A Silent Killer: The Filipinos Fighting for Better Mental Health
‘Kung ‘di lang kasalanan magkapamatay, ginawa ko na (If only it wasn’t a sin to commit suicide, I would’ve done it already).’
In 2016, a report revealed that 46% of all deaths from suicide recorded in the Philippines were of people between the ages of 10 and 35. Not only that, but the rate of suicide among Filipinos had been steadily on the rise since 1984; and worse still, nobody was talking about it.
Dennis Relojo-Howell, a blogger and PhD student at the University of Edinburgh – driven by his passion as a mental health blogger and lived experience as an adolescent who attempted suicide multiple times – has made it his mission to reverse this trend.
A silent killer
‘J’ was one of the survivors of the 2006 Guinsaugon landslide in Southern Leyte. Both her parents were missing after the tragedy, leaving the teenager in the hands of her older siblings. But luck was never quite on her side; ‘J’ and her siblings had to live in separate towns to survive. This left ‘J’ alone, scared and vulnerable, having to process the pain of losing her parents without the support she so desperately needed. – Excerpted from Rappler
The landslide had left thousands of people dead, and swathes of children orphaned. They were the lucky survivors, they were told. The true impact of this devastating tragedy, however, was only just beginning. The toll of the loss experienced was to be felt across the nation and shatter the mental health of millions.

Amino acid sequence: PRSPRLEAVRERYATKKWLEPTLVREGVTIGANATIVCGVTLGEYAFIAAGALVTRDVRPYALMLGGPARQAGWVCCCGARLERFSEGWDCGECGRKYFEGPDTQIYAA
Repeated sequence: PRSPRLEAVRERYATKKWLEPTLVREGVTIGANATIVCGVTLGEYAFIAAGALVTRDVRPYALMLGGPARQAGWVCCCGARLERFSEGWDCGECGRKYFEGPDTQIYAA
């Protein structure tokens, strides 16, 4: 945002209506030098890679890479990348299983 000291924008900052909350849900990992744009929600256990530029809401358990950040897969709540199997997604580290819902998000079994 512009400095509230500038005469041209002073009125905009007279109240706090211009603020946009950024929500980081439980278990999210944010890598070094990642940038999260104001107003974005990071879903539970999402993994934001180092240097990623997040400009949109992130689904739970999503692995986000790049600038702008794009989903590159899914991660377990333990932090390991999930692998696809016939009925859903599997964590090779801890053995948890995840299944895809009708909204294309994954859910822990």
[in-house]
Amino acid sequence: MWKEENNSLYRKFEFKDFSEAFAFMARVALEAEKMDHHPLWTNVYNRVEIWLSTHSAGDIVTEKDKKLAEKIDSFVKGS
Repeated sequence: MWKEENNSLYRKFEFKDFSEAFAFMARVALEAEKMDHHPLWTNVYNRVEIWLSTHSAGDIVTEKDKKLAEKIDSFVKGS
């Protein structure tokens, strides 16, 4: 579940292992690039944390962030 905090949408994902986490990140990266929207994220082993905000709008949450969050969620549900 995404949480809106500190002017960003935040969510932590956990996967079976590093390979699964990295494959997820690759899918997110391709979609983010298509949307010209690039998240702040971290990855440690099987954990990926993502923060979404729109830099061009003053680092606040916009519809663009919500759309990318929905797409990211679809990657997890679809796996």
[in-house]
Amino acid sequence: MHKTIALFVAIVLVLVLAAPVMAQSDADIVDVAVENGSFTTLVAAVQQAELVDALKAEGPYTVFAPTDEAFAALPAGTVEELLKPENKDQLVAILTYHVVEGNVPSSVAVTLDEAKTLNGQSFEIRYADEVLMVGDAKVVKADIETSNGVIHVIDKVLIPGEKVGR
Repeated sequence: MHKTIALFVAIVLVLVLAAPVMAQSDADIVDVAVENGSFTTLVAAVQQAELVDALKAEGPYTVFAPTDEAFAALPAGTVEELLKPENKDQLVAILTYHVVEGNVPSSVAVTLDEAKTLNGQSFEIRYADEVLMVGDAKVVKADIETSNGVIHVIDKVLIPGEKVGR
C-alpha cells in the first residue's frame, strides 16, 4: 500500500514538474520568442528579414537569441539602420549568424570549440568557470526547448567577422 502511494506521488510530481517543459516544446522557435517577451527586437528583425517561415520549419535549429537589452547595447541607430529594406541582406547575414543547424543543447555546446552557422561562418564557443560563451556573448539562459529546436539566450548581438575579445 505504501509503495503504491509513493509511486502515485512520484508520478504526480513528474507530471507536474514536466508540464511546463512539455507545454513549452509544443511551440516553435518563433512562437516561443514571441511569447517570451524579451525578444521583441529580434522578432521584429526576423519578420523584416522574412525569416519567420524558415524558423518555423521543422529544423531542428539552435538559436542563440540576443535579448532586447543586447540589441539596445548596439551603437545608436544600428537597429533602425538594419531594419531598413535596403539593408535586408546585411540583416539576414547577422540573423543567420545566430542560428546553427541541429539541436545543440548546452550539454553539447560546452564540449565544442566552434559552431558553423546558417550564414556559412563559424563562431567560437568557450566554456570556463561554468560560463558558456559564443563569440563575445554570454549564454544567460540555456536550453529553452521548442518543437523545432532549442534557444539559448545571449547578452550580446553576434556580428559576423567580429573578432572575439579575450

The truth is that the vast majority of suicide research has only ever focused on developed nations and, as a consequence, there is a chronic lack of knowledge and understanding around the factors that affect the risk for suicidal behaviour in many low and middle-income countries. It is this knowledge gap that has contributed to the steady rise in young people dying in places like the Philippines.
Rising from the ashes
‘J’ struggled with her mental health for over a year before, writing her final cry for help across her bedroom wall: ‘Kung ‘di lang kasalanan magkapamatay, ginawa ko na (If only it wasn’t a sin to commit suicide, I would’ve done it already).’
On the kitchen wall, she wrote: ‘Walang nagmamahal sa akin (Nobody loves me).’
Thankfully for ‘J’, her struggle was seen, and through the help of mental health advocates, she was given the diagnosis of clinical depression and received psychosocial support. Soon enough, she scrubbed her walls clean.
This is sadly not the case for many more like ‘J’, who go on to lose their battle with depression. For ‘J’ it was clear – people like her in developing countries need tailored suicide interventions, and the heavily biased research focussed on richer countries didn’t speak to the experiences of her community. Something needed to be done.
Developing a plan
Even when compared to similar countries, suicide rates in the Philippines are unusually high. This is deeply concerning. According to 2017 figures from the World Health Organization, the overall rates of 3.7 per 100,000 (across gender) is higher than those found in Syria, Algeria, Indonesia, Guatemala, or Pakistan – where rates are 3.2; 3.1; 3.0; 2.7; and 2.5 per 100,000, respectively.